Chen’s sharing reminded Lin Wen Xin, who had cut down on Tzu Chi activities due to work, that it was possible to manage multiple commitments in life. She said, “If we do more, we will learn more. I’ll have to drive myself harder and not slacken as timeliness is of essence.”

Creativity in the Tzu Chi Spirit

“How do we attract young people to participate in Tzu Chi activities without losing the Tzu Chi humanistic culture?” Tzu Ching senior Bernard Ng Jia Han asked, as he shared his experience in planning the camp’s programme in the previous year. He said that one had to consider the theme as well as the manner of presentation, and Da Ai TV programmes as well as Tzu Chi’s publications were good sources of reference. He noted that while the presentation method could vary, the spirit of Tzu Chi would have to remain constant.

Next on the agenda was a brainstorming session where participants used an example of a campus activity to practise how to plan and organize such events. Tzu Ching mentors were on hand to offer guidance, so that practical considerations were not sacrificed in the name of creativity.

“I’ve organized events in the past that did not turn out as well as expected. This outcome demoralizes the organizing committee. A Tzu Ching mentor suggested that the number of activities should not be increased, rather, the quality of each activity should be improved upon so that the next activity would progress more smoothly,” said Xiao Jia Shen.

Over the two days, participant Hong Ling not only gained a better understanding of Tzu Chi and Tzu Chings, she also realized what a valuable support the Tzu Ching mentors and senior were. As long as a request was made, they would step in to offer support and care.

Always Start With Kind Intentions 

As the melody of the song in the concluding item sounded, participants sang along with the accompanying sign language, displaying their gratitude to Tzu Chi and Master Cheng Yen.

Luo Kang Lun expressed his feelings about the camp, describing how strong the team spirit was and hoped that he could bring in more people into the fold of Tzu Chi in the upcoming year. Yan Ming De recalled that whenever he felt tired after such events, just remembering the kind way in which the Master encouraged them, and thinking of how tireless she was in her work gave him the strength to continue.

“The Tzu Ching path is a long one and needs plenty of time for one to develop and grow. This is just the beginning, we have to learn how to communicate with others and speak our minds, only then can we walk this path together.” Tzu Ching senior Hong Yong Kang who coordinated the camp not only gave these words of advice, he also gave his blessings to his juniors hoping that they could find their own direction in life and make Tzu Chi part of it.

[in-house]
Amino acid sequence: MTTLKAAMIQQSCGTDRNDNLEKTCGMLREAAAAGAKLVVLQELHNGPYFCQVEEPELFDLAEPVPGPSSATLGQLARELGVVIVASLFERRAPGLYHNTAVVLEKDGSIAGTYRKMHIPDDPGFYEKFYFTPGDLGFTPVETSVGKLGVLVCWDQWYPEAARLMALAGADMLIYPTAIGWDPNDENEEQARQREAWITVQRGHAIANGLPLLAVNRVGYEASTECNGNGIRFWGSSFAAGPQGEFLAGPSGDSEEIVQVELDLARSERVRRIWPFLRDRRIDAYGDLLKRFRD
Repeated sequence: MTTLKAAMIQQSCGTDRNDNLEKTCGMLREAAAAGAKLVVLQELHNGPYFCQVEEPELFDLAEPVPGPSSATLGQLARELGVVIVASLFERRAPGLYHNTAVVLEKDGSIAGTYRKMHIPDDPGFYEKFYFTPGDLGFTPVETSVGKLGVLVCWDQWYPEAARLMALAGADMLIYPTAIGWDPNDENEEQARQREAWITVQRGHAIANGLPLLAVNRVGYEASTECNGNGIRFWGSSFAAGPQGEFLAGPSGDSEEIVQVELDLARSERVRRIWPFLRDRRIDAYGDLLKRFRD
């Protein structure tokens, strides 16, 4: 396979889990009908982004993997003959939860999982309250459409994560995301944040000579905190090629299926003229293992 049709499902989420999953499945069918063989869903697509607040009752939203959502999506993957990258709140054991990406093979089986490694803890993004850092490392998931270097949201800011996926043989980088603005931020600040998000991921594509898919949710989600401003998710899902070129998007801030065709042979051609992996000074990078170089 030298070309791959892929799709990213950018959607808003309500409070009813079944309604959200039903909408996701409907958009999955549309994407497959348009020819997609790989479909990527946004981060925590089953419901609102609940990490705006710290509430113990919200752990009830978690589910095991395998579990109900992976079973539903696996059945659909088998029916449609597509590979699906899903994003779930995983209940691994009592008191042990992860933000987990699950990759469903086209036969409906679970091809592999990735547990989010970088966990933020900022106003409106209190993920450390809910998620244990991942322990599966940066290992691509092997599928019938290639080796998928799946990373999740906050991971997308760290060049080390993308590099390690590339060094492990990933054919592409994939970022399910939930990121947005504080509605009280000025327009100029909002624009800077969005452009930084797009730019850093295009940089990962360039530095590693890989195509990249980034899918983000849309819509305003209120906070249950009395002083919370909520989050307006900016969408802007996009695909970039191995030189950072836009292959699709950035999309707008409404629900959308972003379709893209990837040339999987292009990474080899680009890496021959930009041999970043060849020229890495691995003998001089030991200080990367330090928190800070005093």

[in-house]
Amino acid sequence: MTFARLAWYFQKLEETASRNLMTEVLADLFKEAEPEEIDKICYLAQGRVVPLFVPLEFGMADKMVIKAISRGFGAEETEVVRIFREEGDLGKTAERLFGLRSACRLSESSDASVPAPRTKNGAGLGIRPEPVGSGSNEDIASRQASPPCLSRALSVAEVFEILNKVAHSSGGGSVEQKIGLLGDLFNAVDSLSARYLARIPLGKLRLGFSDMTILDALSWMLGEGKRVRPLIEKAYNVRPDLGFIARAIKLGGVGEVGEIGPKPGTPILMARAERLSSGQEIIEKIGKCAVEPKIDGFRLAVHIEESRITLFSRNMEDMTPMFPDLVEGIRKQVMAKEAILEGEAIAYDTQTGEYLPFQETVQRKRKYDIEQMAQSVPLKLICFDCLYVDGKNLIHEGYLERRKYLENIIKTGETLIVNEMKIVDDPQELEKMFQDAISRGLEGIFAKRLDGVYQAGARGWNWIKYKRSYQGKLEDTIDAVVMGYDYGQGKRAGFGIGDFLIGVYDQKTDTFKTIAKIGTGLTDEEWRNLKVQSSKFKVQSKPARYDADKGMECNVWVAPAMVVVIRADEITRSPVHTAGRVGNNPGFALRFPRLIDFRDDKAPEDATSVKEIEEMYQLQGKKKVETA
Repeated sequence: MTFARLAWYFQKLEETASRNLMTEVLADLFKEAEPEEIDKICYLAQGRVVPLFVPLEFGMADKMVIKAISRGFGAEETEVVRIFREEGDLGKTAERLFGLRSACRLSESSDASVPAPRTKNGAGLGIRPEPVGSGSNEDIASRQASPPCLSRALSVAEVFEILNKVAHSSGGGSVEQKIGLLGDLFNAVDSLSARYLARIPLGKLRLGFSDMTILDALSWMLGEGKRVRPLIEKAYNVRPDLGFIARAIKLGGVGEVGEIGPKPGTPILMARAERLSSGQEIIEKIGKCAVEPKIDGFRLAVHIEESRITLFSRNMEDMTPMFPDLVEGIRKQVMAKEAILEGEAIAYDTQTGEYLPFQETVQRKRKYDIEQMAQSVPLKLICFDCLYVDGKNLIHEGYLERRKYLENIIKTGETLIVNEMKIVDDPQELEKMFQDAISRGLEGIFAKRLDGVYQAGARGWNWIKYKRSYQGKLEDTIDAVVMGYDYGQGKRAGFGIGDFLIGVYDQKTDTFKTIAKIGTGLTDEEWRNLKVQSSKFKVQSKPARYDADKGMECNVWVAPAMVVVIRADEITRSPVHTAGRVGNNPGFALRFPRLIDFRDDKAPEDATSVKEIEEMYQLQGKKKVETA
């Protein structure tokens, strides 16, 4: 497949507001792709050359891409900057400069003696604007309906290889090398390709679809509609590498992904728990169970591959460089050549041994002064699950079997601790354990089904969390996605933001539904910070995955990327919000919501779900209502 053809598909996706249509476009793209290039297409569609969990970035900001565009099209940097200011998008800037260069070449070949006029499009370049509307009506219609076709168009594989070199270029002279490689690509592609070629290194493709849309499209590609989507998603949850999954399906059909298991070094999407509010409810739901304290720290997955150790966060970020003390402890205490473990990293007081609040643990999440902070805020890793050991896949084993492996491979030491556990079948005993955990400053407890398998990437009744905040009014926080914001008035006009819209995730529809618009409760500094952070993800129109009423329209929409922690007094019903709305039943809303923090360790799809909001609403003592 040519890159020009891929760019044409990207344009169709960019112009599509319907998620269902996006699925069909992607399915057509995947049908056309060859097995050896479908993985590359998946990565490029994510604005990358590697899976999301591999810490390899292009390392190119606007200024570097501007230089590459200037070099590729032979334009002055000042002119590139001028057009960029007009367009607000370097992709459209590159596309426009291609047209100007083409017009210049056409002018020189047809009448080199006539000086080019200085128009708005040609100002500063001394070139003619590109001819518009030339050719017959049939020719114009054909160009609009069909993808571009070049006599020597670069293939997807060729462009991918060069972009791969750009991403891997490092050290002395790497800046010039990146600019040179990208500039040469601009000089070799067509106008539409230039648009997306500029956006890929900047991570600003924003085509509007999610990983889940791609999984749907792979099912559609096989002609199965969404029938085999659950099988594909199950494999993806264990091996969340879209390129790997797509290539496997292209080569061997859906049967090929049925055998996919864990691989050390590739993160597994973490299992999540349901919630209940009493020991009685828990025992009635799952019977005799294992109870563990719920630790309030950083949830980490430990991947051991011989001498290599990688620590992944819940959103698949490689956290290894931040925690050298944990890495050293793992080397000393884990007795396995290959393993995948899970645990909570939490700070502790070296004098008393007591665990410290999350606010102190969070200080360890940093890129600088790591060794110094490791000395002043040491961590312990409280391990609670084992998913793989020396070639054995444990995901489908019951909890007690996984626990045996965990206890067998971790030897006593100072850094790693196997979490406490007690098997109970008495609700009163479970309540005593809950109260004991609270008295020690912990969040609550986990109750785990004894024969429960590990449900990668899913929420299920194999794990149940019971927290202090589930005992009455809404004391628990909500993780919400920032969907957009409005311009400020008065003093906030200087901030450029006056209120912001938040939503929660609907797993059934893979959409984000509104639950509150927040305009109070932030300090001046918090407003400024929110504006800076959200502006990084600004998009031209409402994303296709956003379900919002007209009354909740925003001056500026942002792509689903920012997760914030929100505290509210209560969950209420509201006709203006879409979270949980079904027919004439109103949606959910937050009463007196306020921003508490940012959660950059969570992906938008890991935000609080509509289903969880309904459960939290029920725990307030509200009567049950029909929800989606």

A memento was given out to all participants of the camp – a hanging ornament designed like a mini gourd and a badge with a motif commemorating Tzu Chi’s 50th anniversary. The items were specially brought to Singapore by returning Tzu Ching seniors who had visited Taiwan. It signified the hope that the young Tzu Ching leaders bear in mind the advice of the Master not to forget the innate kindness in their hearts. With kind intentions as a starting point, they will be able to contribute to the charitable missions of Tzu Chi.

SG20160806 EDA LHL 042Tzu Ching senior Chen Dian Zhong (pointing at the slide with his index finger) using Maslow’s hierarchy of needs to explain to camp participants the hopes that the Master pins on them. (Photo by Liu Hong Liang)

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Chen Zu Song, a Tzu Chi staff currently based in the organization’s headquarters in Taiwan, shared his spiritual journey to his audience over a video streaming connection. (Photo by Dai Wei Xian)

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Inspired by the recent craze of Pokemon Go, the camp featured their own game “TCmon GO”, where participants searched for the group’s and their own spiritual “treasures”. (Photo by Lian Ya Hui)

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In the “river of life” , Yu Jian Hao (fourth from left ) was supported from the front and back by team mates so that they could all cross the “river” successfully. (Photo by Huang Si Ni)

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There were many moments for self-reflection during the camp. In this particular segment, participants wrote a letter to their future selves. (Photo by Huang Si Ni)

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Li Yi Qian (left) expressed her view that a student’s life should be more than just books and they should give back to society. (Photo by Huang Si Ni)

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Chen Dian Zhong (standing) encourages everyone by saying that as long as they are motivated by kind intentions, it is possible to balance their multiple commitments. (Photo by Liu Hong Liang)

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A brain storming session in progress where participants work on how to plan and execute a campus activity. (Photo by Dai Wei Xian)

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NTU Tzu Ching coordinator Zhang Yu Jia (left) and Yan Ming De (right)  discuss how to recruit Tzu Chings on campus. (Photo by Huang Si Ni)

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In this sign language presentation, participants express their gratitude to Tzu Chi and Master Cheng Yen. (Photo by Huang Si Ni)

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Participants were given a memento of their attendance at camp in the hopes that they would never forget their inner kindness. (Photo by Chai Yu Leong)